A rededication service was held for Sapper Stanley Evelyn Barnden at 2.30pm (local time) at Kandahar Farm Cemetery
Sapper Barnden served with 17th Field Coy. Royal Engineers and was killed in action on 12 December 1914.
CWGC installed a headstone bearing his name and personal inscription chosen by his family, and care for his grave in perpetuity.
The service has been organised by the Joint Casualty and Compassionate Centre and was attended by Defence Staff, Regimental representatives, CWGC staff and local dignitaries. Members of the public were welcome to attend.
Sapper Stanley Evelyn Barnden was born in Walton-le-Soken, Essex, in 1889. He was one of five children born to Arthur Elisha and Elizabeth Garnett Barnden. As a pre-war regular, he was sent to the Western Front on the outbreak of war, arriving on 18 August 1914.
Sapper Barnden was serving with 17th Field Company, Royal Engineers, when he was killed on 12 December 1914 near Neuve-Eglise. His section was tasked constructing dugouts in the firing line. Sapper Barnden and a comrade were working inside a dugout when it collapsed, burying them both. His comrade was pulled out alive, but Sapper Barnden was found to have been killed by the faling debris.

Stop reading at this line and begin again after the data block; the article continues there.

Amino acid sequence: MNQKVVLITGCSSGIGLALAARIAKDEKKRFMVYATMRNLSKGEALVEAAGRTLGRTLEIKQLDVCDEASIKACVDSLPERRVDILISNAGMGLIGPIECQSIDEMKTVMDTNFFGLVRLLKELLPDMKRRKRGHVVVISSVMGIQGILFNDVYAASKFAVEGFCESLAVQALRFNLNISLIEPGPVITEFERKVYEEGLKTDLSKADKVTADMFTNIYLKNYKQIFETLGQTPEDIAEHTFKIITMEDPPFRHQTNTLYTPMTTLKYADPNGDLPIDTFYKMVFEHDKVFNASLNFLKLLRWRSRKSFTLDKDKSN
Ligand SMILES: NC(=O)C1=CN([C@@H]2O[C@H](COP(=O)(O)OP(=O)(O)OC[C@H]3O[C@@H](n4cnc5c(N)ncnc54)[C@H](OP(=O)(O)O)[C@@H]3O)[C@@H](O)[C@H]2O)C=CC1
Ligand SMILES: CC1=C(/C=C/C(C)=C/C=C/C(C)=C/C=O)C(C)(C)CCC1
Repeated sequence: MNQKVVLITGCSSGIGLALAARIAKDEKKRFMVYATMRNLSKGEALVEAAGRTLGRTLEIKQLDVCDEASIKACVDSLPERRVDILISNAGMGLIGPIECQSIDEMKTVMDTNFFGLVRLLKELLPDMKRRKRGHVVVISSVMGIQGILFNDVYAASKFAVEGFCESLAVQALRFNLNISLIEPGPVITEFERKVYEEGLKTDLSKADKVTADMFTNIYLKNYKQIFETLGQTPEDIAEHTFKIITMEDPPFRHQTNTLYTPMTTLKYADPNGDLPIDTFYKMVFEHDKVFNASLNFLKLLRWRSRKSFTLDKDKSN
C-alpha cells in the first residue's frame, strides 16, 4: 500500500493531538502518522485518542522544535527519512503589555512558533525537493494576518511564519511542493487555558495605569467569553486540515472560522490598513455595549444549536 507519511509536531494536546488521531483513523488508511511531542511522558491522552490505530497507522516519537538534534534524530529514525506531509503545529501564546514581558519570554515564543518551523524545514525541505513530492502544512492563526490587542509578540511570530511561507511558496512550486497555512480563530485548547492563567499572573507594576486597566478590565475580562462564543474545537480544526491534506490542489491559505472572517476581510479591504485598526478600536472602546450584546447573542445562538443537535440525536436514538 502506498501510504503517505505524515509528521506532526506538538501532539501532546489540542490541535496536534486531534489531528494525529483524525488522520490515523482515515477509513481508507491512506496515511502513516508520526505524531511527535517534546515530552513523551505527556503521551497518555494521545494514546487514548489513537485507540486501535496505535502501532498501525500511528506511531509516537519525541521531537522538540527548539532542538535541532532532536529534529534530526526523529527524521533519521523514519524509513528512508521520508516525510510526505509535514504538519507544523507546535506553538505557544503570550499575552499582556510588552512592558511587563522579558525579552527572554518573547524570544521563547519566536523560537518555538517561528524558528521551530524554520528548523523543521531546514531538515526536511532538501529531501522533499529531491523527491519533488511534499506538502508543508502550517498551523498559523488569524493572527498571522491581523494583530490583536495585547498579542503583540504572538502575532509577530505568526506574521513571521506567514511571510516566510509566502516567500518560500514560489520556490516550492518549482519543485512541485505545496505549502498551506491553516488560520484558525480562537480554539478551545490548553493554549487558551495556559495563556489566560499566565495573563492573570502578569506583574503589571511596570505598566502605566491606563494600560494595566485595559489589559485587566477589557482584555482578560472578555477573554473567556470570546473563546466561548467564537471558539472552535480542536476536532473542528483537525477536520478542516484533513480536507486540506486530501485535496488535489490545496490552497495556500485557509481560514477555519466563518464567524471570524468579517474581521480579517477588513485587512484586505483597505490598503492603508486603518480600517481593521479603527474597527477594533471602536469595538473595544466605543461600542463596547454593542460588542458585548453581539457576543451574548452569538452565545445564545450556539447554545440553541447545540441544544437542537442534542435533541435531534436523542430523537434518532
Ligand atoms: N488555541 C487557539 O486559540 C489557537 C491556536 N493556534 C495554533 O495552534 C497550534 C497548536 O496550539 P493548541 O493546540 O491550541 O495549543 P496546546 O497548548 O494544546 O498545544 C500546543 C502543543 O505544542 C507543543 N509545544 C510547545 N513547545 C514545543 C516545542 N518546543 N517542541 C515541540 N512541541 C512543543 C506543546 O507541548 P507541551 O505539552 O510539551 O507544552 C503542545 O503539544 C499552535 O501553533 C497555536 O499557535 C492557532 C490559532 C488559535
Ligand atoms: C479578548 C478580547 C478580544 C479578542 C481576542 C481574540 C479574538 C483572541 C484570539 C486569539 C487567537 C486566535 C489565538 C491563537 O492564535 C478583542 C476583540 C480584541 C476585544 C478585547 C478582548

He was buried in Kandahar Farm Cemetery, but it appears that throughout the course of war the marker over his grave was damaged and his name was lost. He therefore lay here as an unknows soldier for more than a hundred years, and he was commemorated on the Menin Gate. However, new research has shown that this is the grave of Sapper Barnden and the headstone over the grave was changed to reflect this. On Tuesday 8 March we remembered Sapper Barnden and his grave was redidicated.
Kandahar Farm Cemetery was used by Commonwealth divisions holding the sectoir from November 1914 to April 1918, when it fell into German hands with the capture of Wulvergem and Neuve-Eglise (Nieuwkerke). the two villages were recovered in early September and the cemetery was used again. Sapper Barnden was among the original burials of 1914 and lies alongside 445 casualties of the First Word War.
The service was conducted by The Reverend Nick Sharpe CF, Chaplain 4th Battalion The Princess of Wales's Royal Regiment.
The different military representatives actively took part in the ceremony.
The Last Post
followed by one minute of silence and the Reveille.
Laying of the wreaths by the different military and civilian authorities.
Page made by WO1.be / Greatwar.be.